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Stockbroker Seeks Damages After Customer Arbitration

Monday, November, 5, 2012

A Statement of Claim for arbitration purposes arranged by FINRA (Financial Industry Regulatory Authority) in April of 2012, as a cause of action that was asserted in regards to inaccurate customer recordings by Claimant Edward J. Brownstein. The recordings were documented through Brownstein's Central Registration Depository. The financial arbitration was made against TD Ameritrade. In response, TD Ameritrade did not object to an expungement that was requested by Brownstein.

Legal Arbitration Arranged As Derivative Action

Brownstein's arbitration was made against TD Ameritrade as a form of derivative action. FINRA's expungement protocol requires this move to be made. Brownstein is seeking the expungement of information in regards to a previously settled legal arbitration.

Online FINRA records indicated that as of October 25th, 2012, a description of the customer's allegation was stated as, “...Client alleges misrepresentation and material omission of fact regarding purchase of Main Street bonds...” by an arbitration attorney.

The customer had clearly insinuated that he had sought Brownstein's assurance of bond quality and risk as part of a premeditated trade; and that the parties involved had discussed the risk of the action, the security and income payment to go toward principal of what would be revealed as Main Street from Lehman Brothers.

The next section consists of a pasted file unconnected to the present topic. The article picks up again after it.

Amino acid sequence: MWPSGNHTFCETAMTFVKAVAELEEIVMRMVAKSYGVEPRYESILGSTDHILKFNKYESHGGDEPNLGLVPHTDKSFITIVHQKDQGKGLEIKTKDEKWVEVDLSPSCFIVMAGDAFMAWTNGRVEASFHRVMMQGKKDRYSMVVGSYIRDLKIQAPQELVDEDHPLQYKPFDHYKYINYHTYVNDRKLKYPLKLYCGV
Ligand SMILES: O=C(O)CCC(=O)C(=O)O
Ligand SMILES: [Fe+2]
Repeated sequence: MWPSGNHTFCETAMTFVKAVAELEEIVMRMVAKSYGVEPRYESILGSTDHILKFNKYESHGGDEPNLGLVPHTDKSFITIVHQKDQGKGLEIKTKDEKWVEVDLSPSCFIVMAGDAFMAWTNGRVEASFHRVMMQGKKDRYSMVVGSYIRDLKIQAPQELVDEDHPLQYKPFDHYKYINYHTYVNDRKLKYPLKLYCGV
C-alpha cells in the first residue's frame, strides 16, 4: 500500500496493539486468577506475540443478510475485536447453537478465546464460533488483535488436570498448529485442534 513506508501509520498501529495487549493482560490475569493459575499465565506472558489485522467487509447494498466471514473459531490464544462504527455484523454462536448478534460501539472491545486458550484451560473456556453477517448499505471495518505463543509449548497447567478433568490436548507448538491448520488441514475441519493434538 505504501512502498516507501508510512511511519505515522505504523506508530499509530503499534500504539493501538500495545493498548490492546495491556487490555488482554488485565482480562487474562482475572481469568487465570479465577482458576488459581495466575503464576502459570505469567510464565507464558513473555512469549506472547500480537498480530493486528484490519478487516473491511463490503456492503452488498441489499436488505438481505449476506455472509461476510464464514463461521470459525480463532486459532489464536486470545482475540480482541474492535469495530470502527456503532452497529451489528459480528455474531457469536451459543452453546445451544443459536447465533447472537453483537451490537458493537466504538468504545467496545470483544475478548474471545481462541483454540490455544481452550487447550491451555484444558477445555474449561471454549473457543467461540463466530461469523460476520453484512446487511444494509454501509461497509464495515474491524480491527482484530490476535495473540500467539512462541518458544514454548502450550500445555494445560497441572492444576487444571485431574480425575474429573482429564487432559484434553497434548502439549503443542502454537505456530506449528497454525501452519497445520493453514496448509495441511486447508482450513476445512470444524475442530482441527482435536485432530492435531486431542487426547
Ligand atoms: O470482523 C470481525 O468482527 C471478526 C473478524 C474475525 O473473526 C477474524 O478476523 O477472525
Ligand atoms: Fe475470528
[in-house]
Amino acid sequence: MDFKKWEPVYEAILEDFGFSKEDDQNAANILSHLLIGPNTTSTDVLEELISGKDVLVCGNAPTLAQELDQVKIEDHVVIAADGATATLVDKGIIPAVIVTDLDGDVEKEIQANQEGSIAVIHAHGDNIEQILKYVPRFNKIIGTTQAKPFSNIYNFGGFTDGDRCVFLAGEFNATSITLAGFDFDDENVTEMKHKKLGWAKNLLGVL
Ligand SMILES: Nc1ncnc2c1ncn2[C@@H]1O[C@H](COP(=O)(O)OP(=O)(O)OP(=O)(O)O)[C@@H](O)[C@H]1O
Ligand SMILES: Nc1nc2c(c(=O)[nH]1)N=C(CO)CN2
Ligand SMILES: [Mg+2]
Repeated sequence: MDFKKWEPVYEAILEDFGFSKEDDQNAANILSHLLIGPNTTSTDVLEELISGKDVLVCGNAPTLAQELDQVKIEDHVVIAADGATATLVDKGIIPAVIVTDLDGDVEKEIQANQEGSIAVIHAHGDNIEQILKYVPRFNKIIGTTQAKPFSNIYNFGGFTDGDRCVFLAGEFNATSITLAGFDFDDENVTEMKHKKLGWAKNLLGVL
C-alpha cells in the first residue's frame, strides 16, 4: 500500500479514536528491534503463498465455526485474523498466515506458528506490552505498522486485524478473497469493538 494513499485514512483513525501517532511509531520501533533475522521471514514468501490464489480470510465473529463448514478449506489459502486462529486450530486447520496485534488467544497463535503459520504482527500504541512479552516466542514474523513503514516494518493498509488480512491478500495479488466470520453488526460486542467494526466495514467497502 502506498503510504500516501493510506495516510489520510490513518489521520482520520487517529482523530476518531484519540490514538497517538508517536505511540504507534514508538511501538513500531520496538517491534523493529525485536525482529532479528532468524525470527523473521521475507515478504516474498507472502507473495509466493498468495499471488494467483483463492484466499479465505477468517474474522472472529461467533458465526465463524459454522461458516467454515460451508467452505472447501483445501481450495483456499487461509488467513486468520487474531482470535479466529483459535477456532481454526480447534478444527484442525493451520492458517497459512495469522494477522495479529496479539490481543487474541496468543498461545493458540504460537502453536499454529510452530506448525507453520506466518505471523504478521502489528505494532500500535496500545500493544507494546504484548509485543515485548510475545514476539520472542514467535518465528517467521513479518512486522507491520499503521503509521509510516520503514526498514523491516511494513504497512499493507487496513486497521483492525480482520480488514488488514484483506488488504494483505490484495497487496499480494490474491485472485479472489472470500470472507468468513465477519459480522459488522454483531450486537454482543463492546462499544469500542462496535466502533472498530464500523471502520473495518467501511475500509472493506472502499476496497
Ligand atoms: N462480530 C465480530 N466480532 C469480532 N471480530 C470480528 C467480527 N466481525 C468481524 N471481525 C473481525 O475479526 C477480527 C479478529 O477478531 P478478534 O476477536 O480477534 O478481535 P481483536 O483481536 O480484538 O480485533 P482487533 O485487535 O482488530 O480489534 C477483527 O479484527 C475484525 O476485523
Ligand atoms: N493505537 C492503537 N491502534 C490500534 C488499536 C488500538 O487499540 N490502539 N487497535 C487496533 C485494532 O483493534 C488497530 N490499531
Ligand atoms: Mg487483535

Customer Arbitration Negated

FINRA's online records had indicated that the client in this case allegedly had $290,000 in damages in the arbitration's Statement of Claim that was filed in July of 2009. In October of 2010, TD Ameritrade settled the disagreement for $65,000 that did not include a contribution from Brownstein. The settlement of which Brownstein had not contributed caused Brownstein to become persistent in clearing his name of having anything to do with the ordeal.

Brownstein then decided to pursue expungement due to his becoming angry with how the results had ultimately tarnished his reputation as a stock broker. FINRA then required him to sue TD Ameritrade in the process of expunging the allegations that had arisen against him in the customer arbitration.